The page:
A year or two ago I banged on about coffee machines. They still feature in the daily routine, but there are a few side effects.
Starting with the positives, hell this is the New Year and we need to talk things up; the coffee machine is doing its job and the end product is a cup of coffee. The much clanging, grinding, squeezing and throbbing noises that emit during the process are all part of the dream. We are talking of bean to cup thingys here, none of your aluminium capsules costing lots of pennies and filing landfills. Nope, the beans to cup (BTC) boys reduce the choice from the bewildering arrays of coloured capsules with exotic names in Italian to what ever you can find in a bag on the supermarket shelves. OK here’s the first drawback of a BTC. The selection is pretty limited but the advantage is you therefore don’t have to ponder long. Do you want this one or that one, job done and it’s in the basket.
Like all modern pieces of equipment the average BTC machine is equipped with an array of options and twiddly bits you never need or understand. Once you have mastered the basic commands the machine is inevitably left stuck on the same programme. To use the correct vernacular as it is computer driven that should read “program”, but this spelling derivative always irks so we won’t bother.
Now the downside. The average BTC thingy is a tad lumpy and requires at least four reposioning trials beofre a location is reached that is primarily not in the bleeding way yet somethow accessible for all the little maintenance chores. The final destination in our abode lies adjacent to the TV in the kitchen. This meets all the domestic criteria for a blissful realtionship with fellow residents but with a sting. One of the little electric motors that goes whirr at apparently random moments to suit itself is electrically unsuppressed. Actually to be honest this motor drives the bean squeezing process that achieves the ideal compression of the grinds before the hot liquor is pumped through, according to the book of words. This process operates with surprising frequency and sends the TV into spasm. The picture freezes, pixelates or the sound distorts. Drawing attention to its presence in this manner creates unnessary domestic friction. Glowering looks, as headlines or critical parts of a drama are missed in a cocophony of whirs and buzzs.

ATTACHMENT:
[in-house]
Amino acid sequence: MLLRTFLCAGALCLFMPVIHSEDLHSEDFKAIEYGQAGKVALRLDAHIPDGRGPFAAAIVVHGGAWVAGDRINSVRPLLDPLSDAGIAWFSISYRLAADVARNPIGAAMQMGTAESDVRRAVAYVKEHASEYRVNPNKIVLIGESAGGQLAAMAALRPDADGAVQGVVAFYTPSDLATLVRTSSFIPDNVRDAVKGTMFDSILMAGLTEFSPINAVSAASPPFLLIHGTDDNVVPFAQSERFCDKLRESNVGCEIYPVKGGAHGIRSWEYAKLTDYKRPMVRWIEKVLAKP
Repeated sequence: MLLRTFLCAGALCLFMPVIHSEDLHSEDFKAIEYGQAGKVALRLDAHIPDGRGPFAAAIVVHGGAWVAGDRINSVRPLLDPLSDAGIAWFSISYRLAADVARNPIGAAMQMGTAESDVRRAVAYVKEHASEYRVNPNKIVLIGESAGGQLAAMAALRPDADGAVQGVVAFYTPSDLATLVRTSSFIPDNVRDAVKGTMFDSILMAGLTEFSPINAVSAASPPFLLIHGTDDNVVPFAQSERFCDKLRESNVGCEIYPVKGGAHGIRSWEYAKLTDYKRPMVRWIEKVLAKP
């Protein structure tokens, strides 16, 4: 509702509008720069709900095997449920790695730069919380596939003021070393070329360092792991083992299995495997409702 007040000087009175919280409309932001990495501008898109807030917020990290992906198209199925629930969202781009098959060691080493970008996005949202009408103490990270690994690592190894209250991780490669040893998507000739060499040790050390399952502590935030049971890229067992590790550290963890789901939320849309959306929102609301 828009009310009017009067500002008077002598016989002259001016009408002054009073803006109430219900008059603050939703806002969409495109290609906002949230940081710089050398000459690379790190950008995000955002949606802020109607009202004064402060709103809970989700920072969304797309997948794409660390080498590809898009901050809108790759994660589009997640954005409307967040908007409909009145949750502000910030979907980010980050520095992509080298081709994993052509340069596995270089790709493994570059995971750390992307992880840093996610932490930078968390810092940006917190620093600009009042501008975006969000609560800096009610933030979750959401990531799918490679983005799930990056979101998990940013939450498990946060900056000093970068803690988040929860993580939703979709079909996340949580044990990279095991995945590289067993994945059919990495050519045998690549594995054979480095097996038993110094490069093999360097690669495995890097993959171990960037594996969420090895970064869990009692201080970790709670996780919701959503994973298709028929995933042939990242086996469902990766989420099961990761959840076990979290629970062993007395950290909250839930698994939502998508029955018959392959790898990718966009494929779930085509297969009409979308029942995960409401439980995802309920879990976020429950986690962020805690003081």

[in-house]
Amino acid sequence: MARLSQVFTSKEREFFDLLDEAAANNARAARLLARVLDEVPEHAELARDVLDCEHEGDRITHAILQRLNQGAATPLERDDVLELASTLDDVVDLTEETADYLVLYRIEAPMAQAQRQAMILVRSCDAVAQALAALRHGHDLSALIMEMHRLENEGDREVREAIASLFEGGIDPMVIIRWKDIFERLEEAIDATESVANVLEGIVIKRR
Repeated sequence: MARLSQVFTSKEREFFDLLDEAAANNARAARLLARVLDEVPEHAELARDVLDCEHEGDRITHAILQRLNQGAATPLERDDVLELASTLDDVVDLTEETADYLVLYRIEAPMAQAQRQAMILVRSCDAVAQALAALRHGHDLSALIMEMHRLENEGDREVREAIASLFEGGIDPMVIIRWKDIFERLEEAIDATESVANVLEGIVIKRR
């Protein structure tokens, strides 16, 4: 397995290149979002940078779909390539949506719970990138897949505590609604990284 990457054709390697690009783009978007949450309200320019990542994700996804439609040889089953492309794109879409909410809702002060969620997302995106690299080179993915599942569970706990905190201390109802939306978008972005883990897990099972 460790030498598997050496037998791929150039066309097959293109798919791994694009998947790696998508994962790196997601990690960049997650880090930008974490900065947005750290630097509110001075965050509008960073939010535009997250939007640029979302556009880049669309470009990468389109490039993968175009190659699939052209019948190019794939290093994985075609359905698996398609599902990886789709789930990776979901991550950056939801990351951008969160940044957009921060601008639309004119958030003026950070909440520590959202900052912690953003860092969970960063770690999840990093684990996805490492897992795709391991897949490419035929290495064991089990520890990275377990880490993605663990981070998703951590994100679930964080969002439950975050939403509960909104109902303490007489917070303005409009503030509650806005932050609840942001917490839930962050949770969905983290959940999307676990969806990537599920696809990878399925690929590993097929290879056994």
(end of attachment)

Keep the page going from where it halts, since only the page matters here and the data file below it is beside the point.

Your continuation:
There is always tea and instant coffee I hear you say, but ever since I descaled the bleeding kettle it boils like the Royal Marine band drums brigade. Thus for 2019 I am rather taken with exploring the delights of orange juice.